Home About us Editorial board Search Ahead of print Current issue Archives Submit article Instructions Subscribe Contacts Login 
Print this page Email this page Users Online: 331

Ahead of print publication  

A longitudinal study to estimate adverse events following two doses of COVID-19 vaccination

 Department of Community Medicine, AFMC, Pune, Maharashtra, India

Date of Submission02-Sep-2021
Date of Decision13-Oct-2021
Date of Acceptance13-Oct-2021

Correspondence Address:
Arun Kumar Yadav,
Professor, Department of Community Medicine, AFMC, Pune-411040, Maharashtra
Login to access the Email id

Source of Support: None, Conflict of Interest: None

DOI: 10.4103/mjdrdypu.mjdrdypu_722_21


Background: On March 30, 2020, coronavirus disease 19 was declared pandemic and many countries of the world started working on the development of vaccine soon after China released the genetic structure of severe acute respiratory syndrome coronavirus 2. Drugs Controller General of India on January 3, 2021, accorded emergency use authorization to Oxford-AstraZeneca's ChAdOx1 nCoV-19 vaccine and vaccination drive commenced in India on January 16, 2021. The present study was conducted to determine the incidence adverse event following immunization (AEFI) among recipients of the first and second dose of the vaccine. Materials and Methods: A longitudinal descriptive study was conducted among 2529 vaccine beneficiaries who were asked about the side effects at 24 and 72 h after the first dose and second dose of vaccination with ChAdOx1 nCoV-19 vaccine. Passive surveillance was also done for 4 months. Results: AEFI was reported in 27.59%, 38.4%, and 19.96% of vaccines after both doses, first dose, and second dose, respectively. 14% did not report any AEFI with either dose of vaccine. Younger people had higher rates of AEFIs with both the doses. Pain at injection site and fever <102°F were the most common symptoms. Only three patients required admission after first dose and nil required admission after second dose, all three were discharged after 24 h observation without any complication or sequelae. Conclusion: The results of our study indicate that the vaccine has good safety profile and is recommended for use among 18–60 years. However, since majority of individuals in our study were young, studies may be undertaken in more than 60 years of age, persons with a history of allergy, and comorbidities to further evaluate safety profile of the vaccine among these groups of people.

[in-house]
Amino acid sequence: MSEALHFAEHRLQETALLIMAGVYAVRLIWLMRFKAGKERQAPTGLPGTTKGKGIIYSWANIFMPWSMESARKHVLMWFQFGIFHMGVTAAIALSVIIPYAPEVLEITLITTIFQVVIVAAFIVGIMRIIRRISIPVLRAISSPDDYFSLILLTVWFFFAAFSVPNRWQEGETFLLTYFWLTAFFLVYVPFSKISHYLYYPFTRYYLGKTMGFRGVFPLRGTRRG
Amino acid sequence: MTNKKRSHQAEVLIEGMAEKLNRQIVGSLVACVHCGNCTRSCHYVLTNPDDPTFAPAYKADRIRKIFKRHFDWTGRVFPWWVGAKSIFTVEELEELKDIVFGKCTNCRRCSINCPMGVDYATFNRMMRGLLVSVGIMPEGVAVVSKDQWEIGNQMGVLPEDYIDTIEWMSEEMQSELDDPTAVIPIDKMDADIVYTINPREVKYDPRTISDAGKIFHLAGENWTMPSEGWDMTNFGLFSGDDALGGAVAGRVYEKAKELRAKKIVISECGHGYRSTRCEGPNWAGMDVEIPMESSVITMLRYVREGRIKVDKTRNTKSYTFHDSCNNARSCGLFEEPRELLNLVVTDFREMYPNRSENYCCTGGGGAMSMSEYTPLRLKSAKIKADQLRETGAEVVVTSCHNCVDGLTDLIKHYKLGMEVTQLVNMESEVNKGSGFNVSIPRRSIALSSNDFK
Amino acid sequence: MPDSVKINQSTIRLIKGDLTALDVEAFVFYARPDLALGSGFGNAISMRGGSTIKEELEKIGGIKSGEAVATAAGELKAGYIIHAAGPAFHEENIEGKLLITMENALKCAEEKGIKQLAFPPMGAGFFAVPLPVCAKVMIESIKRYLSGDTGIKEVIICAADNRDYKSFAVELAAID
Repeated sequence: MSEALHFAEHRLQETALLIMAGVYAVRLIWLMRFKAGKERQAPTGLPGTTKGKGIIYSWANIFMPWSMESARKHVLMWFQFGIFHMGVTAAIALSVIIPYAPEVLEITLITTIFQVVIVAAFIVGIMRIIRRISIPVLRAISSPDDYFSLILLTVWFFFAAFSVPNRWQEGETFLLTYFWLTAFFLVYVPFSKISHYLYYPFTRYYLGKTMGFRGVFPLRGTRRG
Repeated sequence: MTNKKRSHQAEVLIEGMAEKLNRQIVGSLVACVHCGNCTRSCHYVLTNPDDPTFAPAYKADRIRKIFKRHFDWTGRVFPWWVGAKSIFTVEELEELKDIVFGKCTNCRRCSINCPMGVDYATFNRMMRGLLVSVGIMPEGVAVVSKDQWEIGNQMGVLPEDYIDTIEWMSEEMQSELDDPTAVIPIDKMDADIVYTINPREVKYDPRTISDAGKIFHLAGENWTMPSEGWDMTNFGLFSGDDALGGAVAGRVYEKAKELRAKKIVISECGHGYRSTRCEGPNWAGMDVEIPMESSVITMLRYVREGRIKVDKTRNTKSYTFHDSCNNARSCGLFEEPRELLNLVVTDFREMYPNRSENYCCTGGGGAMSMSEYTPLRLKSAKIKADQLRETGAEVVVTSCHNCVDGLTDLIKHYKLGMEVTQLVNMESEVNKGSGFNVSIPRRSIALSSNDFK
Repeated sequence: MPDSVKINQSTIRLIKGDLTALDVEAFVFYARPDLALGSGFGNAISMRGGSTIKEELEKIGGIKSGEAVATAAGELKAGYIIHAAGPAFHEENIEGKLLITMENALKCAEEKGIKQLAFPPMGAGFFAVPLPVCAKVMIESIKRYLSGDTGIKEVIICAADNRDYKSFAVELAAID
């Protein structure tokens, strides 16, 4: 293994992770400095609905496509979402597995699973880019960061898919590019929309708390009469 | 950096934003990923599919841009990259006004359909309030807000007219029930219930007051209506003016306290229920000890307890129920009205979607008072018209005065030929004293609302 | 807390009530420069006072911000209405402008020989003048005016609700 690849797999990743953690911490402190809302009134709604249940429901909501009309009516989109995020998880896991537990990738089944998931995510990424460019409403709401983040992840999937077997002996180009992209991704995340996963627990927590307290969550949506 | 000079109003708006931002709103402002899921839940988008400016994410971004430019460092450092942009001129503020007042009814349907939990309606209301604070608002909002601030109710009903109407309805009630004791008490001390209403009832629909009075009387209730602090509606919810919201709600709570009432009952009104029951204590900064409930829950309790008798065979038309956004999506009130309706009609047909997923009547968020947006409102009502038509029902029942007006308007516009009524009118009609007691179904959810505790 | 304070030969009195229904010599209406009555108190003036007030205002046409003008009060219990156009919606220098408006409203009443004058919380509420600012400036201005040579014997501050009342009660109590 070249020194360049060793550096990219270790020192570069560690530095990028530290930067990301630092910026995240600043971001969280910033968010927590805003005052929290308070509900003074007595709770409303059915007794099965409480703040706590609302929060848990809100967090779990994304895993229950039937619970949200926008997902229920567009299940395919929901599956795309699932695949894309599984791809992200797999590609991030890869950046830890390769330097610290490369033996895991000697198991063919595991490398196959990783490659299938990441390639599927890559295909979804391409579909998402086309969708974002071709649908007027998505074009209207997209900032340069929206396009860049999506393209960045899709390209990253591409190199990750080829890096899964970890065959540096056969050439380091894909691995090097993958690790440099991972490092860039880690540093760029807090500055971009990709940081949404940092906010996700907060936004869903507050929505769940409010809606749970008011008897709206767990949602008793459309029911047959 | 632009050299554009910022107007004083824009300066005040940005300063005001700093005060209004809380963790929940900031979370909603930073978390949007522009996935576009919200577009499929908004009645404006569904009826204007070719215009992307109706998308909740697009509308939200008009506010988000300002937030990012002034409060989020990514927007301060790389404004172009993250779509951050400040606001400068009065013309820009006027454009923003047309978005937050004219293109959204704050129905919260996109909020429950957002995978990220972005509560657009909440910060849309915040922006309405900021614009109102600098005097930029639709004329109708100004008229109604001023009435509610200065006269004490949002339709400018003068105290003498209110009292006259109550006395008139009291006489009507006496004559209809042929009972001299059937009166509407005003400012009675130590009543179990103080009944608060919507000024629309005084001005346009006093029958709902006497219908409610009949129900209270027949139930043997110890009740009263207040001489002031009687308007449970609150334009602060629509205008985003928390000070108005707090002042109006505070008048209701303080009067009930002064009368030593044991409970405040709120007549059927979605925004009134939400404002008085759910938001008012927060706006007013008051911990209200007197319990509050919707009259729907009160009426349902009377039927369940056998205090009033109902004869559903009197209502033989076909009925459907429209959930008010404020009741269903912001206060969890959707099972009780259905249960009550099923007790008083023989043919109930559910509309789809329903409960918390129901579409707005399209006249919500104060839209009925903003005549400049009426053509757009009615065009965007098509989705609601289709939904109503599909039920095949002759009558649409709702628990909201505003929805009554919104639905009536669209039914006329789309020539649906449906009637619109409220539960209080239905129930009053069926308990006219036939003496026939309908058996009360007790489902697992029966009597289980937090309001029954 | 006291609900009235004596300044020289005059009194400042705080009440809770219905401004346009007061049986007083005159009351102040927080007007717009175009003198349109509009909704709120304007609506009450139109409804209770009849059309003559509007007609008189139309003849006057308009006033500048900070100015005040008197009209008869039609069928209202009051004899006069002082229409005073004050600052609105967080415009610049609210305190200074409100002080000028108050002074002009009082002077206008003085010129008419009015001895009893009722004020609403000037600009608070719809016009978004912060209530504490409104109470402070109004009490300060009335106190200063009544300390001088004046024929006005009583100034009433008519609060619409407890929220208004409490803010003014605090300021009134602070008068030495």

Keywords: Adverse event following immunization, coronavirus disease 19, vaccination

How to cite this URL:
Bobdey S, Sahu R, Yadav AK, Kaushik S K, Sreekanth K S, Nagari N, Koundinya K. A longitudinal study to estimate adverse events following two doses of COVID-19 vaccination. Med J DY Patil Vidyapeeth [Epub ahead of print] [cited 2022 Dec 7]. Available from: https://www.mjdrdypv.org/preprintarticle.asp?id=338916

  Introduction Top

On January 30, 2020, the World Health Organization (WHO) Director-General determined that the outbreak of coronavirus disease 19 (COVID-19) constitutes a Public Health Emergency of International Concern and declared it a pandemic on March 11, 2020.[1] Since then, COVID-19 infection has caused significant mortality and morbidity throughout the world. Without a definitive treatment, the only way to control the situation is to develop herd immunity through an effective vaccination program.[2],[3]